Collaborating with multiple groups provides both opportunities and challenges. Being able to test the product in many regions in a short time is one advantage. Working together with local usability experts allows you to consider and evaluate cultural issues better. The opportunity to discuss the findings with various experts can help you deliver a better report to the customer.
There are also a variety of challenges. Coordinating the tests takes time and effort and ensuring that the different teams conduct the test sessions and report the findings in a unified way also takes some planning. Compiling the final report may also take a lot of time if one does not have a clear plan on how to do it.
This article presents some of the key lessons we learned when trying to capitalize on these opportunities while avoiding the potential pitfalls. It covers planning, briefing the teams you collaborate with, and concludes with suggestions related to reporting the findings.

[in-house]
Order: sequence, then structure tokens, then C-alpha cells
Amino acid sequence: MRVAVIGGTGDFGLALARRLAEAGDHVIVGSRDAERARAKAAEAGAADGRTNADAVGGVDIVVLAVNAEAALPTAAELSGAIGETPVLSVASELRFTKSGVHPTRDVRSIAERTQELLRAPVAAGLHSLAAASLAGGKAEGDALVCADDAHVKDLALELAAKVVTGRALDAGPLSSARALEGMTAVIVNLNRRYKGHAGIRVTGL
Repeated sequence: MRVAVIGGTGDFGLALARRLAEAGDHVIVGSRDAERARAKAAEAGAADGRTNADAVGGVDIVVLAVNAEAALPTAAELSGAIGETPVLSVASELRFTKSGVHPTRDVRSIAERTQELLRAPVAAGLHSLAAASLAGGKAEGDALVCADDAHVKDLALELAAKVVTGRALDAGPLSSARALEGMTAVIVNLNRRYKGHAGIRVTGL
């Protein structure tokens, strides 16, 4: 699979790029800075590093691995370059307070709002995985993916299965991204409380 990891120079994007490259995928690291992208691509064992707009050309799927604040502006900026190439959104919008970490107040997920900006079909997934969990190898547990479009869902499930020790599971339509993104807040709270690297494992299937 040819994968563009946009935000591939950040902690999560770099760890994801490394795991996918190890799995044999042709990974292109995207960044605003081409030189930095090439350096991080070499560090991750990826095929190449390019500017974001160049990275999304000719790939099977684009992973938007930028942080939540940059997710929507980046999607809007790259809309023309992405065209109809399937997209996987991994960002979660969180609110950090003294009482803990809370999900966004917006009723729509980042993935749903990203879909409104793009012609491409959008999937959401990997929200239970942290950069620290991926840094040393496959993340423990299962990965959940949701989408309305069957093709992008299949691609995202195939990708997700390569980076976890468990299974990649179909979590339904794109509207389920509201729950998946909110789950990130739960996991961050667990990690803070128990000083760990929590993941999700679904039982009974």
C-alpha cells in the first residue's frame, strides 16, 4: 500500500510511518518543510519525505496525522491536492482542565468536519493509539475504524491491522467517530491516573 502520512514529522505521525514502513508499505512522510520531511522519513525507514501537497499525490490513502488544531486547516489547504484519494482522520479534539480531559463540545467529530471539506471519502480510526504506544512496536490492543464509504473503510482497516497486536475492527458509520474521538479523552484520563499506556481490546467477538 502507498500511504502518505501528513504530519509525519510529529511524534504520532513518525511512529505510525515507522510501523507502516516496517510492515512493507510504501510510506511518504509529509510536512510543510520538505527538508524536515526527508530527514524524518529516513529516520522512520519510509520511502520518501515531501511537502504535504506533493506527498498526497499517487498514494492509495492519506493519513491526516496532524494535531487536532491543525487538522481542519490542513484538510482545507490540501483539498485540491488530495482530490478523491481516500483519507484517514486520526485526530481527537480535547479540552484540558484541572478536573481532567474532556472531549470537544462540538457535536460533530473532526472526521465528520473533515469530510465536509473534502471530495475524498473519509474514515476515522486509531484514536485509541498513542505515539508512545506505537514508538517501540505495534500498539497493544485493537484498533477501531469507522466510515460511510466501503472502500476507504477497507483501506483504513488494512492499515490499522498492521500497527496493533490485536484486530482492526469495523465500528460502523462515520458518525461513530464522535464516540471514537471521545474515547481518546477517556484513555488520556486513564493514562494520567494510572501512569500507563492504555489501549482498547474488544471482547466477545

What's Proof Got to Do with It? - Traditional Statistics, Resampling Statistics, and Neural Networking in Usability Design
By Norbert Elliot, Robert Barat, Kamal Joshi
Full text - members only (PDF 110Kb) (HTML)
Empirical analysis of pre-design and post-design contexts affords a rich way to demonstrate evidence of usability improvement to clients. In this narrative treatment of three forms of statistical analysis, the authors show that traditional and innovative statistical techniques—whether used in remote or synchronous contexts—can provide invaluable information to design specialists. Such information may be used to strengthen design models, to document evidence of improvement to clients, and to provide a venue for increased design effectiveness.
Think Locally, Test Remotely by Aaron Marcus, Editor in Chief
Remote Testing: Less Time, More Reach, and More Participants by Tomer Sharon, Guest Editor
Full text - members only (PDF 34Kb) (HTML-Marcus) (HTML-Sharon)